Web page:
1804 The menagerie was opened to the Public  
       
  Tower of London Timeline Events & Dates - 1800's  
       
  1820 - 1830 George IV (son of George III)  
       
    As the Prince of Wales George IV was impressed by the work of the architect, John Nash. He commissioned him to design Regent's Park and its environs of curved terraces. He also arranged for Nash to create Buckingham Palace and the rebuilding of the Royal Pavilion at Brighton  
       
  1830 - 1837 William IV (brother of George IV)  
       
  1834 - 1835 The Royal Menagerie left the Lion Tower in 1834 to become the London Zoo. Most of the Lion Tower was demolished soon after, although the Lion Gate still remains  
       
  1837 - 1901 Victoria (niece of William IV)  
       
  1841 The first official guidebook to the Tower was published  
       
  1841 The Grand Storehouse burned down during a great fire at the Tower and many weapons were destroyed The moat, which had been drained and filled in 1843,  
       
  1843 The moat was drained and filled  
       
  1848 Revolution swept across Europe and in London the Chartist movement delivered a petition to Parliament asserting the rights of ordinary people. Fear that a revolutionary  mob might storm the Tower prompted a final refortification of the Tower  
       
  1850 The documents of state stored in the Record Office moved to Chancery Lane  
       
  1851 Anthony Salvin, a Victorian architect, was appointed in 1851 to 'restore' the Tower to a pseudo-medieval form so it could be opened to the public. The Salt Tower, White Tower, St Thomas's Tower and the Bloody Tower were all 'restored'  
       
  1851 The restoration of the Tower included the demolition of the two taverns, the Stone Kitchen and the Golden Chain which was used by tower employees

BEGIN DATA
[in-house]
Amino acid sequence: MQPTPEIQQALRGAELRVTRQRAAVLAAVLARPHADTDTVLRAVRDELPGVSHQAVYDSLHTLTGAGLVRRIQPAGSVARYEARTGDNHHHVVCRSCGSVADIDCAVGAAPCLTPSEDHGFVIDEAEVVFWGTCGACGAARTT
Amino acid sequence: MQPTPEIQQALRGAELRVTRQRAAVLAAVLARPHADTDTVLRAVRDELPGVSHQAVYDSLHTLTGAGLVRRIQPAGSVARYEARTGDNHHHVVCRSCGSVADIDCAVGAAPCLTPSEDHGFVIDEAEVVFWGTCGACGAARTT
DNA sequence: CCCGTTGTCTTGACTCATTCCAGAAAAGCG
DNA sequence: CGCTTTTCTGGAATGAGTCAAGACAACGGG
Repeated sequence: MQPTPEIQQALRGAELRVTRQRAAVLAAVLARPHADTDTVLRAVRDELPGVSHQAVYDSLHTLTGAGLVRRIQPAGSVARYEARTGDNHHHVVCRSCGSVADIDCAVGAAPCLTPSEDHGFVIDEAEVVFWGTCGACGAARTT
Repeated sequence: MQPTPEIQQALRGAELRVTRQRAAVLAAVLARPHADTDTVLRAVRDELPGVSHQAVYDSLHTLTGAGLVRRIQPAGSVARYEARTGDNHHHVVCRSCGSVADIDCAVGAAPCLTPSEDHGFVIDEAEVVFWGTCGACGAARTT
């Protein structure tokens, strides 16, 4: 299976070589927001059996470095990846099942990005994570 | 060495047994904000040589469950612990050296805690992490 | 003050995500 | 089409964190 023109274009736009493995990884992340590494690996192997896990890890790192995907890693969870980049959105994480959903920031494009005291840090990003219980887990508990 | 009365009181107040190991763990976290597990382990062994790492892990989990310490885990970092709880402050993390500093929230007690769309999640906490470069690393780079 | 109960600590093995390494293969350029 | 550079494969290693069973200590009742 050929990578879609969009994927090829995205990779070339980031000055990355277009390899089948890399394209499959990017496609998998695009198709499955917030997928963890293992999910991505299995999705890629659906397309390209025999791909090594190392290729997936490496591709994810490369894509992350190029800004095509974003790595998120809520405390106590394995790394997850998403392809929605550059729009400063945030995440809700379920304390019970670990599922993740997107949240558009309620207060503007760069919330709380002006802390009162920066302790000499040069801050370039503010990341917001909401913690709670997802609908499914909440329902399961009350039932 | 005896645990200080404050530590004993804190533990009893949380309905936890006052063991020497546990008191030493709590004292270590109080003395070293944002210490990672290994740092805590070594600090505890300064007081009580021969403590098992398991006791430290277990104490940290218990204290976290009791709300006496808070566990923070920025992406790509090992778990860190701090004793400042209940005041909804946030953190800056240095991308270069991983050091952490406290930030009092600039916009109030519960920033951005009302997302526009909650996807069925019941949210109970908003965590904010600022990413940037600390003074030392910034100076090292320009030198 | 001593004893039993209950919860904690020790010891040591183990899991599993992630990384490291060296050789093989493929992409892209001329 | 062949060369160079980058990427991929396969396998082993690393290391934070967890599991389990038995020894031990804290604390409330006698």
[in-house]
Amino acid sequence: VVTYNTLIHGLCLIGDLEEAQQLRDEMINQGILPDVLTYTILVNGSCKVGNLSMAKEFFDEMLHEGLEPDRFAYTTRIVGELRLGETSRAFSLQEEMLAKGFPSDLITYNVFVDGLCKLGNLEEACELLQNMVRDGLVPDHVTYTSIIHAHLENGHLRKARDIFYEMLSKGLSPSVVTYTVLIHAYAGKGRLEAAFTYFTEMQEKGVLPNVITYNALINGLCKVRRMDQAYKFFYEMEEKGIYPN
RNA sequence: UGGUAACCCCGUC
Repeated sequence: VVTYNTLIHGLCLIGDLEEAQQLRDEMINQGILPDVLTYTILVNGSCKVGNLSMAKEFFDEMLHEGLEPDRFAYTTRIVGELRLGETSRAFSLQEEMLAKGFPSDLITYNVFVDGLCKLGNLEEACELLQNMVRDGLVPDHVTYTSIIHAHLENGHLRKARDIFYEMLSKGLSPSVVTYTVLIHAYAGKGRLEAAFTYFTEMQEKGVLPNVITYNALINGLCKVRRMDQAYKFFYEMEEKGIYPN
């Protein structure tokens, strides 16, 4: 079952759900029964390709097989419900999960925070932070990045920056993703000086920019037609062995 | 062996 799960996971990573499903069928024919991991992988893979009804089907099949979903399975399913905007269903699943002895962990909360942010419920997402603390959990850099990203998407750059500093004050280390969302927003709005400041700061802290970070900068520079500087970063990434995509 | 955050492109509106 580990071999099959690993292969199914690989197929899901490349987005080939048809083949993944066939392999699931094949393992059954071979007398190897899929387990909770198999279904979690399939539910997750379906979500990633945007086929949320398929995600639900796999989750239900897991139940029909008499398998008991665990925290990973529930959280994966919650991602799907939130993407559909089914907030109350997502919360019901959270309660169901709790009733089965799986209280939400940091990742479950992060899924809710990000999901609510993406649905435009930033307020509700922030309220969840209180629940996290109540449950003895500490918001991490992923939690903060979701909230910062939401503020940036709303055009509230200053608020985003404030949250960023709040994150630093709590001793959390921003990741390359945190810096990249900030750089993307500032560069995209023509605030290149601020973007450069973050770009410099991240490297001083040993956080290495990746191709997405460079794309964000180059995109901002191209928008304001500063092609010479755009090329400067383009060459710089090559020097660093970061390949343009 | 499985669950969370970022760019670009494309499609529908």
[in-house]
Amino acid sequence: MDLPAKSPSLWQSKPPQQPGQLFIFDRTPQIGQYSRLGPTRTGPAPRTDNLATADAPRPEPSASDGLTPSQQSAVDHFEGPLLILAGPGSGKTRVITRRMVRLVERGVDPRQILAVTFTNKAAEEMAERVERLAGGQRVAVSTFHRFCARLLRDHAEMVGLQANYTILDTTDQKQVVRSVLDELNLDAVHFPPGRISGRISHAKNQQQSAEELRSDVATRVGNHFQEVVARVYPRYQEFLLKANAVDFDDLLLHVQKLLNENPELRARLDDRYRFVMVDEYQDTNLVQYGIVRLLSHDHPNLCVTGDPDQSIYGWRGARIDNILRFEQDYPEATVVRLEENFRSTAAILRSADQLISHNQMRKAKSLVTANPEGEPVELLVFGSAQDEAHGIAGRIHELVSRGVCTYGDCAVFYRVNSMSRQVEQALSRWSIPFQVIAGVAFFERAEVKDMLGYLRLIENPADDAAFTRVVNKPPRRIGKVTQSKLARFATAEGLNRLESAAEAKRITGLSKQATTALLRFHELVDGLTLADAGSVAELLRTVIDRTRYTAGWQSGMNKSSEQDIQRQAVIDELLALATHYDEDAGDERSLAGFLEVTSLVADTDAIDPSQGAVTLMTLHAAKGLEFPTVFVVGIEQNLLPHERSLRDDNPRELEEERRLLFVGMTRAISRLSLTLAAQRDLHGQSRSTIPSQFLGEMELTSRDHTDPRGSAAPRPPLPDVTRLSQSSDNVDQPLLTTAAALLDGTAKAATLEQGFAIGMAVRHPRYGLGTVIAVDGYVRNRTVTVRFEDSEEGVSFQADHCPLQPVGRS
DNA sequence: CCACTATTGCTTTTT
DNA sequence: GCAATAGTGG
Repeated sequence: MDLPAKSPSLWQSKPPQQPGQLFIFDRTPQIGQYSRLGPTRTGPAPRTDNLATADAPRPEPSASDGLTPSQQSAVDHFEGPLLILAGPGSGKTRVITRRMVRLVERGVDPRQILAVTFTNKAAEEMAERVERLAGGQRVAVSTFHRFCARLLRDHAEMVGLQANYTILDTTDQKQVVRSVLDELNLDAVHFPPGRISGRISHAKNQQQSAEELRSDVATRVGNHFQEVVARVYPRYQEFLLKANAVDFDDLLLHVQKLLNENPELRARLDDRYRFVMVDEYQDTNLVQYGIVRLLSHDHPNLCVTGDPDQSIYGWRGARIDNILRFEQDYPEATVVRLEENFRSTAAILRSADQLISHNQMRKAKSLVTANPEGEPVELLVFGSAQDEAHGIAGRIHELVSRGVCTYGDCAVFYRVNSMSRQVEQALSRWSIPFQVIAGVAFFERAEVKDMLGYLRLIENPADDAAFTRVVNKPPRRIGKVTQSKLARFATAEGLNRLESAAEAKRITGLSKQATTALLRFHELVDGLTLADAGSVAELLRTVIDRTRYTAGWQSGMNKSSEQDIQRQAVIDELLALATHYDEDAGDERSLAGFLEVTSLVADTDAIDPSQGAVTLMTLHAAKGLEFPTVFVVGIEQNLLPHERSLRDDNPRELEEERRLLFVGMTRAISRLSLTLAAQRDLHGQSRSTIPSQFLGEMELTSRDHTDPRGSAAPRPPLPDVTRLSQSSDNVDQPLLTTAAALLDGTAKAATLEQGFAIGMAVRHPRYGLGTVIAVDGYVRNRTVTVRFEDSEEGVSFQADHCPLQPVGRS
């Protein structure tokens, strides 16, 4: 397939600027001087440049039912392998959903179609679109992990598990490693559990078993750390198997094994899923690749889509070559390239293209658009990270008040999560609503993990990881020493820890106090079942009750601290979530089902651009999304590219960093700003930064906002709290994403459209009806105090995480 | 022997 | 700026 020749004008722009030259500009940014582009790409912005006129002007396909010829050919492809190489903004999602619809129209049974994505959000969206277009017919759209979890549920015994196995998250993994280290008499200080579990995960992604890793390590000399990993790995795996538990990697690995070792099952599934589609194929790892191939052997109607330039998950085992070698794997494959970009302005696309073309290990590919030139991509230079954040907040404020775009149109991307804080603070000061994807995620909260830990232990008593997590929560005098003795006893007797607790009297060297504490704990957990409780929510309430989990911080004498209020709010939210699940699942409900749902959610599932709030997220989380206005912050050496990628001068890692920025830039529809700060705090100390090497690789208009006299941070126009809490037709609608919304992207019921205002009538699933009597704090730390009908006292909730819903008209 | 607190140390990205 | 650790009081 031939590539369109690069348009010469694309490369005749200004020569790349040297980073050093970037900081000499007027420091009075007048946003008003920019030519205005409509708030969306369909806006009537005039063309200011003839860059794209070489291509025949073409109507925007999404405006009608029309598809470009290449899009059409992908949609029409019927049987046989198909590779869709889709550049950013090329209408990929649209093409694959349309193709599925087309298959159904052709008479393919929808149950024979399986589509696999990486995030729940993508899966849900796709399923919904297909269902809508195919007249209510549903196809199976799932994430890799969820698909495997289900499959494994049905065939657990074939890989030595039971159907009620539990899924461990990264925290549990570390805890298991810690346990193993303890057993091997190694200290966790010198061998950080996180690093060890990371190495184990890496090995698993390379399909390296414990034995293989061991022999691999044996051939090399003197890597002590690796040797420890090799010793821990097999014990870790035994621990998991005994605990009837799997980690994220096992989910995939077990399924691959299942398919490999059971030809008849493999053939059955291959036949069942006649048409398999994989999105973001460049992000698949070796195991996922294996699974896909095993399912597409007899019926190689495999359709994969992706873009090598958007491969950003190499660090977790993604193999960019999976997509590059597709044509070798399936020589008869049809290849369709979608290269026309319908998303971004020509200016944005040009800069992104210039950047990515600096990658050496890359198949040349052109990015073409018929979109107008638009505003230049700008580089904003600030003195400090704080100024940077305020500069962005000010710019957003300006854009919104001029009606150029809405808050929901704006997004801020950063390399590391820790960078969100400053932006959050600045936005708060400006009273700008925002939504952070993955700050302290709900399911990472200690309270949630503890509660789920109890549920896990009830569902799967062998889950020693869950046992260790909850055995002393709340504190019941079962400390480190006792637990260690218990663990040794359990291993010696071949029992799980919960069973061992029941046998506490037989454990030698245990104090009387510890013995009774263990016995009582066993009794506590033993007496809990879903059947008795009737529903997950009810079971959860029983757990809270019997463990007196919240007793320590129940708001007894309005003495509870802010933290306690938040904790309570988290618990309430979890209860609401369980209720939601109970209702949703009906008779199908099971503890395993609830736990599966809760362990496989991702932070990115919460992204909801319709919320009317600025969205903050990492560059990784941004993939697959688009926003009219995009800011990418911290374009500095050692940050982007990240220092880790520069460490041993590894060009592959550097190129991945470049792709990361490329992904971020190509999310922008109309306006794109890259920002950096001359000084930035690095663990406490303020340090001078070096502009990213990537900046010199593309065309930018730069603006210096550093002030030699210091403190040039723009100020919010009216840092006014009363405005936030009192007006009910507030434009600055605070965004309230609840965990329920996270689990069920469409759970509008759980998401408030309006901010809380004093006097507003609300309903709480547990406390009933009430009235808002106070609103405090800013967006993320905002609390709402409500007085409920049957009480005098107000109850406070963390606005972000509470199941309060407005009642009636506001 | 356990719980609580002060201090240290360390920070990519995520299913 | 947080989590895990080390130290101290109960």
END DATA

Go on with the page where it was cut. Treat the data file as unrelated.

1855 The War Office assumed responsibility for the manufacture and storage of weapons  
       
  1842-1862 Waterloo Barracks were built - the Brick, Flint and Bowyer were altered to provide additional accomodation. The barracks were able to house 1,000 soldiers and new loop-holes and gun emplacements were built. The Royal Fusilier's Museum, built as the Officer's Mess, was also erected  
       
  1870 John Taylor took over the restoration of the Tower of London which included the Cradle and Develin towers  
       
  1876-1877 Chapel of St Peter Ad Vincula - bones were exhumed, including those of Anne Boleyn, as part of the chapel's restoration  
       
  Tower of London Timeline Events & Dates - 1900's  
       
  1901 - 1910 Edward VII (son of Victoria and Albert)  
       
  1910 - 1936 George V (second son of Edward VII)  
       
  1914 - 1918 The First World War - a bomb fell in the moat of the tower  
       
  1914 - 1916 11 German spies were shot in the tower  
       
  1930's Excavation of the moat adjacent to the former Royal menagerie site at the Tower of London. Many animal skulls, including lions and leopard, were found dating back to the 1200's  
       
  1936 Edward VIII (son of George V)